My parents and family continue to be supportive, driving me everywhere, and helping me stay positive.  I will continue to fight this, and with all the prayers and good wishes from everyone, my blessings will continue.

That’s the cancer scoop!

Love, Annie

Clinical Trial Details:

Thursday, June 21, 2012

Rumors on the Brain Tumors

I think I avoid posting to my cancer blog when there’s not great news to report. I'll just get right to it.

Two weeks ago, my latest brain MRI stunned my docs (and me) showing that 3 out of 4 of my brain tumors have grown – doubled or more in size. The sizes of the tumors are larger than they were a year ago, when first discovered. The swelling around them has increased as well. This is not a typical response after the successful radiation surgery last Fall, when the tumors shrank, and the last several MRI scans until two weeks ago indicated all was dormant.

Now I am back on steroids to shrink the swelling around the tumors, reducing the risk of seizures and other physical effects that are bad (i.e. balance, nausea, headaches, motor skills, etc.). Oddly enough, just like last year, I have experienced no symptoms or indications that my brain tumors are there. They are just pictures on the MRI scan as pointed out to me by my radiologist, Dr. Bajaj.

I have started a course of oral chemo called Tykerb. It’s one of the meds that may be able to cross the blood brain barrier and shrink the tumors. Along with Tykerb, I need to get my Herceptin injection every week now (instead of every three weeks) as a 1-2 punch. Tykerb has a few main side effects – diarrhea and skin irritation on the hands and feet. I usually do not experience side effects from Herceptin, other than occasional tiredness.  Being on steroids is always fun – keeping me up at night, bloating, acne, the appetite – it’s me taking some Ambien for sleep that keeps me going.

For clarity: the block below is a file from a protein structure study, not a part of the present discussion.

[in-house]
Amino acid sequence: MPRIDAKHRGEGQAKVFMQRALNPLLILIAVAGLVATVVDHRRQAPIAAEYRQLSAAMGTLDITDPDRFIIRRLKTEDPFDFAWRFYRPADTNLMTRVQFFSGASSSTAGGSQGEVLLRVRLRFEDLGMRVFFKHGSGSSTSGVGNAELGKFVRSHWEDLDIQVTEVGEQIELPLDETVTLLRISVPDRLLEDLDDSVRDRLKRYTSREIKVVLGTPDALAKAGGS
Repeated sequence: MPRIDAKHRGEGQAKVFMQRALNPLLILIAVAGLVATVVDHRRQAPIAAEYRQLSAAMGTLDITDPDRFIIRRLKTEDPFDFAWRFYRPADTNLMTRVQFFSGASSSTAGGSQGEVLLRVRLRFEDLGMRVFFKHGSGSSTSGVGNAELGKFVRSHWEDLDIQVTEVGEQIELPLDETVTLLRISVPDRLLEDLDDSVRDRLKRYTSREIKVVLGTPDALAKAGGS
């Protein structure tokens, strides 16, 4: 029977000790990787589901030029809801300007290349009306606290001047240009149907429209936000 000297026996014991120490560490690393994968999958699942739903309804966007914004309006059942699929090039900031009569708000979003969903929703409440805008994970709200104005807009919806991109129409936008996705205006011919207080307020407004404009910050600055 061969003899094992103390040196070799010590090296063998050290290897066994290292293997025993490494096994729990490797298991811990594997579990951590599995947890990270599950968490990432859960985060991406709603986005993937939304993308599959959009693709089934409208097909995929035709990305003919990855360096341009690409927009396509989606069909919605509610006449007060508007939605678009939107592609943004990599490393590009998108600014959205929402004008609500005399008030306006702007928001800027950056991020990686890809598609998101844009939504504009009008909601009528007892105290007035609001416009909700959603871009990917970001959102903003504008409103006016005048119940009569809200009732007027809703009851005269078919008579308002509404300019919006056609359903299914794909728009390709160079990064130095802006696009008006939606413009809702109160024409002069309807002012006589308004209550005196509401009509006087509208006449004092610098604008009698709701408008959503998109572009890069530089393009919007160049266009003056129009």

I try to remain positive, despite the fact that the worse place for cancer is the brain AND the fact that I cannot get any more radiation there (too much medical mumbo jumbo as to why). My future course of action will be determined after my next MRI in late July. Until then – I take my meds, get up every morning, go to work and basically try to keep my life as normal as possible. Oh yeah – one thing – I can’t travel and I can’t DRIVE until these tumors and swelling reduce. That, my friends, is probably my number one complaint about this diagnosis.

It’s not all that bad. Like I mentioned – other than the annoying side effects from meds – I feel pretty good. I am able to work full time. My hair is growing back and I no longer wear scarves. I have a good appetite (too good) and I stay super-busy with the family and weekend activities. Erin and Grace are home for the summer, they have awesome part time jobs that are close to our house and between Erin and my incredibly wonderful parents – I have a ride to and from work every day.